Business News of Wednesday, 18 February 2015
Source: Graphic Online
The Deputy Minister of Energy and Petroleum, Mr John Abdulai Jinapor, has charged Ghanaians to adopt the use of solar technology to meet part of their domestic power demand.
“Those who use solar systems, especially in the house can confirm that it reduces cost significantly and even when the light is off they have power to operate,” he said.
Mr John Jinapor, who said this at the launch of the first Ghana renewable energy fair 2015, indicated that the government has exempted the importation of solar systems from payment of custom duties at the port.
“Solar system importation does not attract custom duties under the current dispensation” he said.
The fair would provide the platform for the government, the private sector, industries, civil society, and the general public in order to acquaint themselves with some of the latest renewable energy technology available and share ideas with stakeholders worldwide.
It is also expected to provide the platform to deliberate on issues concerning the effectiveness on rapid development, management, sustainability and the utilisation of renewable energy in Ghana.
The launch, which was on the theme: “Renewable Energy Technologies for Sustainable Development”, was held on February 12, 2015, in Accra.
Mr John Jinapor noted that the first Ghana renewable energy fair which was scheduled for November 3-5, 2015, would consist of a conference and exhibition in Accra.
He said the government acknowledged the halt in the energy sector, and measures were being implemented to curtail the situation.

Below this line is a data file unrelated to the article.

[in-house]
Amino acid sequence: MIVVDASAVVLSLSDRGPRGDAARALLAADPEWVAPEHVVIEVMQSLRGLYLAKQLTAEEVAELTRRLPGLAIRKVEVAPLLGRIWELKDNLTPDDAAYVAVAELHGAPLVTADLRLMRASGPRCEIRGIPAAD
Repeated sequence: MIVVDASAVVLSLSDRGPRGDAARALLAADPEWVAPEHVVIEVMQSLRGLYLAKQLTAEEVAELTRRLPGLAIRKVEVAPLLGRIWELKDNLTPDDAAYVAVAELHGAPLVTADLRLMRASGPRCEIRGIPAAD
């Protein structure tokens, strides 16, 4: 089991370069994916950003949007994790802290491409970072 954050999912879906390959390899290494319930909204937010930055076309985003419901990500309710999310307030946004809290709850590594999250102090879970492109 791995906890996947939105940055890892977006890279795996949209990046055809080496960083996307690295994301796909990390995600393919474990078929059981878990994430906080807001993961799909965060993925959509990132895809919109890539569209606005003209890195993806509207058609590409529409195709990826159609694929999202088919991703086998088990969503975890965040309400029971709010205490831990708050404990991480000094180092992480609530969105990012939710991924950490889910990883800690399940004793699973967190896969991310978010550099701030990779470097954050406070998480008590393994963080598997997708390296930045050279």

He indicated that power barges would soon be imported into the country to support the sector, as part of the government’s emergency control measures.
The Chairman of the Energy Commission, Dr Kwame Ampofo, who was also present at the fair, said his outfit had commenced moves to get a law which would make it compulsory for home owners to inculcate the use of solar PV into new buildings following the country’s power crisis.
According to him, renewable energy was a new form of energy that was still in the developmental stage in Ghana. But there were abundant renewable energy resources such as solar energy with rates of development that were a bit sluggish.
However, the ministry of Energy and Petroleum and the Energy Commission has installed solar PV systems in off-grid communities in the Northern, Volta and Eastern regions of Ghana to reduce the load on the national grid.
“Wind energy resource assessment has also been carried out to ascertain the wind speeds in the country. Biogas has also been extensively developed for power generation, cooking and as organic manure,” he said.
He commended the German Government and all partners for supporting Ghana, especially at the energy sector.
However, the frustrations of some Ghanaians keep growing by the day at the inability of elected officials to exhibit leadership in the handling of the energy crisis that currently engulfs the entire country.
According to the Electricity Company of Ghana (ECG), the reason for the current intensive load shedding was due to the higher demand for electricity which had increased by about 2000 per cent, over the years.